J29.00004: Demonstration of one-parameter scaling at the Dirac point in graphene Jens H. Bardarson, J. Tworzydlo, P. Brouwer, C.W.J. Beenakker We numerically calculate the conductivity $\sigma$ of an undoped graphene sheet (size $L$) in the limit of vanishingly small lattice constant. We demonstrate one-parameter scaling for random impurity scattering and determine the scaling function $\beta(\sigma)=d\ln\sigma/d\ln L$. Contrary to a recent prediction, the scaling flow has no fixed point ($\beta>0$) for conductivities up to and beyond the symplectic metal-insulator transition. Instead, the data supports an alternative scaling flow for which the conductivity at the Dirac point increases logarithmically with sample size in the absence of intervalley scattering --- without reaching a scale-invariant limit. [Preview Abstract] |
Tuesday, March 11, 2008 12:27PM - 12:39PM |
J29.00005: Electron localization in gapped bilayer graphenes with disorder Mikito Koshino The bilayer graphene is a zero-gap semiconductor, and it is known that the width of energy gap can be controlled by the electric field perpendicular to the layer [1,2]. Even in zero magnetic field, the electronic states carry the non-zero Hall conductivity in presence of the gap, while the Hall currents cancel out in summation over two valleys (K and K' points). Here we numerically calculate the electronic states in gapped bilayer graphenes with the smooth disorder potential, and estimate the localization length as a function of the gap width $\Delta$. We find that the conductivity at zero Fermi energy does not simply goes down as $\Delta$ increases, but has a maximum at a certain finite $\Delta$, and the localization length diverges there. We show that this can be interpreted as a ``Hall plateau transition'' in each decoupled valley, even though the total Hall conductivity remains zero. [1] E. McCann Phys. Rev. B 74, 161403(R) (2006) [2] Eduardo V. Castro, et al, Phys. Rev. Lett. 99, 216802 (2007) [Preview Abstract] |
Tuesday, March 11, 2008 12:39PM - 12:51PM |
J29.00006: Effect of electron interactions on the infrared conductivity of a monolayer graphene M. M. Fogler, L. M. Zhang Recent experiments on the infrared spectroscopy of a monolayer graphene has revealed an unexpected non-Lorentzian form of the Drude peak and an anomalously large broadening of the interband absorption edge in this material. We present a theoretical investigation that attributes these features to Coulomb scattering between Dirac quasiparticles. This scattering shows up in the dynamical conductivity because relativistic collisions lead to the current relaxation despite the conservation of the total momentum. This is in contrast to the conventional case where electron-electron scattering along does not cause a finite resistivity. [Preview Abstract] |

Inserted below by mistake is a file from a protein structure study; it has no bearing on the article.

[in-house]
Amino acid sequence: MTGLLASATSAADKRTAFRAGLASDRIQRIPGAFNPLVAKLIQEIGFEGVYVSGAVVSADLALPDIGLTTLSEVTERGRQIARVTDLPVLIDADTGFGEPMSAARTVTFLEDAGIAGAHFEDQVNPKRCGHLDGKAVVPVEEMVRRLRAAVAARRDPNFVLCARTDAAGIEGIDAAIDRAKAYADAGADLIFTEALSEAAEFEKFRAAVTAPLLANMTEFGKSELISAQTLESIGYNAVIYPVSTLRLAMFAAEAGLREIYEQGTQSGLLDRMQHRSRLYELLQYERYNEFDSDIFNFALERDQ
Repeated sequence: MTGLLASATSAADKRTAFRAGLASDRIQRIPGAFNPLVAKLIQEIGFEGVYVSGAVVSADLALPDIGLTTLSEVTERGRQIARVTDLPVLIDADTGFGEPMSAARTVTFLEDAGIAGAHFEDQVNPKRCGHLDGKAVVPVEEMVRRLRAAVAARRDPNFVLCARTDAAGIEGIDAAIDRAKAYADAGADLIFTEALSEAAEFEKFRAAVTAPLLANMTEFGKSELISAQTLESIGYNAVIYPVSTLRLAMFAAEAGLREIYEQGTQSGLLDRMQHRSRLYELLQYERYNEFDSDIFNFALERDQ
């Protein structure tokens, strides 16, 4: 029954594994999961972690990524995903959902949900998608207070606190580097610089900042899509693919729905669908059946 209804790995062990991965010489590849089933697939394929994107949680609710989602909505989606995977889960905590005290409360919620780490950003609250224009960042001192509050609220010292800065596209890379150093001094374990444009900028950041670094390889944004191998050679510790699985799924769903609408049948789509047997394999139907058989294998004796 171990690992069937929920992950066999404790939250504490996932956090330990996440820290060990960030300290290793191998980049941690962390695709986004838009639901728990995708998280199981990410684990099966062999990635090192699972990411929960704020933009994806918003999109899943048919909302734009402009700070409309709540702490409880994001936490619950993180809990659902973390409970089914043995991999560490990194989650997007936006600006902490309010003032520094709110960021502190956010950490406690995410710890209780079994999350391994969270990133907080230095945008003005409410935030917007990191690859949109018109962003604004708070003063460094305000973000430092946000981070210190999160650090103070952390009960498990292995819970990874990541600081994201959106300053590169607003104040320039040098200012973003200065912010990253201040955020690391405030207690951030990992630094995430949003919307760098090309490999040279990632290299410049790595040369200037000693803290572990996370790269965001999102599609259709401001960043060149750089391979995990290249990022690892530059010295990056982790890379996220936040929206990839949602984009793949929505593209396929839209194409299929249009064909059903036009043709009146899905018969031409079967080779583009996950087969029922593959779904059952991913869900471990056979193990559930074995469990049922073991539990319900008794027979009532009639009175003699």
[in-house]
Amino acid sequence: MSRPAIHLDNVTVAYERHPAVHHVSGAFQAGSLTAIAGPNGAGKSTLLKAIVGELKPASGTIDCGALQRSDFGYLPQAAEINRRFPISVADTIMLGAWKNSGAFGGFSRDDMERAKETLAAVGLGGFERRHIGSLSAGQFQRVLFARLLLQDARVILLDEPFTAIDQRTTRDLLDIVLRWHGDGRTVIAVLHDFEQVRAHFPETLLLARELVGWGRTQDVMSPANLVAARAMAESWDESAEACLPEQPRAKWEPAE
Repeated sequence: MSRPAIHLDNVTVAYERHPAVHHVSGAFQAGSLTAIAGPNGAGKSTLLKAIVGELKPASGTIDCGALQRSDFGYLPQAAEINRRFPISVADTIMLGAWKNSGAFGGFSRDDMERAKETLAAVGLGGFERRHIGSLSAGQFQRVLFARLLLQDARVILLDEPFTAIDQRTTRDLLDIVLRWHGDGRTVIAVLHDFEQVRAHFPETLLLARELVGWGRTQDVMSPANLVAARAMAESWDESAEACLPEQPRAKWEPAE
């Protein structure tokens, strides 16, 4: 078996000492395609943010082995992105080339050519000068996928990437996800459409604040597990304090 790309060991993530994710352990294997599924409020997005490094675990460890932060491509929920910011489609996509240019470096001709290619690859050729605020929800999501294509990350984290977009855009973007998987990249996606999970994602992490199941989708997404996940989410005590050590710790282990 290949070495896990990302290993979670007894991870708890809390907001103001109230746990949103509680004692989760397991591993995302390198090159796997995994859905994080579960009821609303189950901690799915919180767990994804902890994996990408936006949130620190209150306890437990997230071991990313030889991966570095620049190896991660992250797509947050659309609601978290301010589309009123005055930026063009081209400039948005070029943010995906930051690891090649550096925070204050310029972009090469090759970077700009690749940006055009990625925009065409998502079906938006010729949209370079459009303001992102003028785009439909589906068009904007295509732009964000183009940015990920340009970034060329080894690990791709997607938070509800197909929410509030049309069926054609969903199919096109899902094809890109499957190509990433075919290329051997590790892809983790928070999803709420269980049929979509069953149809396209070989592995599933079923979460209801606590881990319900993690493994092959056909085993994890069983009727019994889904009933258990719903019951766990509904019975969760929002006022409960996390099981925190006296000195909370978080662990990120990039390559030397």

Tuesday, March 11, 2008 12:51PM - 1:03PM |
J29.00007: Excitonic Effects in the Optical Spectra of Graphene Nanoribbons Li Yang, Marvin Cohen, Steven Louie We present a first-principles calculation of the optical properties of graphene nanoribbons (GNRs) with many-electron effects included, employing the GW-BSE approach. The reduced dimensionality of GNRs gives rise to an enhanced electron-hole binding energy for both bright and dark exciton states and changes the optical spectra significantly. The characteristics of the excitons of different types of GNRs are compared and discussed. The enhanced excitonic effects found here are expected to be of importance in considering possible applications (such as optoelectronics) of graphene-based nanostructures. This work was supported by National Science Foundation Grant No. DMR07-05941, the U.S. Department of Energy under Contract No. DE-AC02-05CH11231. Computational resources have been provided by Datastar at the San Diego Supercomputer Center. [Preview Abstract] |
Tuesday, March 11, 2008 1:03PM - 1:15PM |
J29.00008: Localized states at zigzag edges of graphene multilayers and graphite steps Eduardo V. Castro, J.M.B. Lopes dos Santos, N.M.R. Peres, F. Guinea, A. H. Castro Neto Among the uncommon features of graphene monolayer we find the presence of zero energy states localized at zigzag edges, leading to the self-doping phenomenon and inducing edge magnetization. Here we report the existence of zero energy surface states localized at zigzag edges of bilayer graphene and stacks with any number of layers. Working within the tight-binding approximation we derive an analytic solution for the wavefunctions of these peculiar surface states. It is shown that zero energy edge states in bilayer graphene can be divided into two families: (\emph{i})~states living only on a single plane, equivalent to surface states in monolayer graphene; (\emph{ii})~states with finite amplitude over the two layers, with an enhanced penetration into the bulk. The effect of edge states on the electronic structure and magnetic order of bilayer graphene nanoribbons is also studied. We show that edge states measured through scanning tunneling microscopy and spectroscopy of graphite step edges belong to family~(\emph{i}) or~(\emph{ii}) mentioned above, depending on the way the top layer is cut. [Preview Abstract] |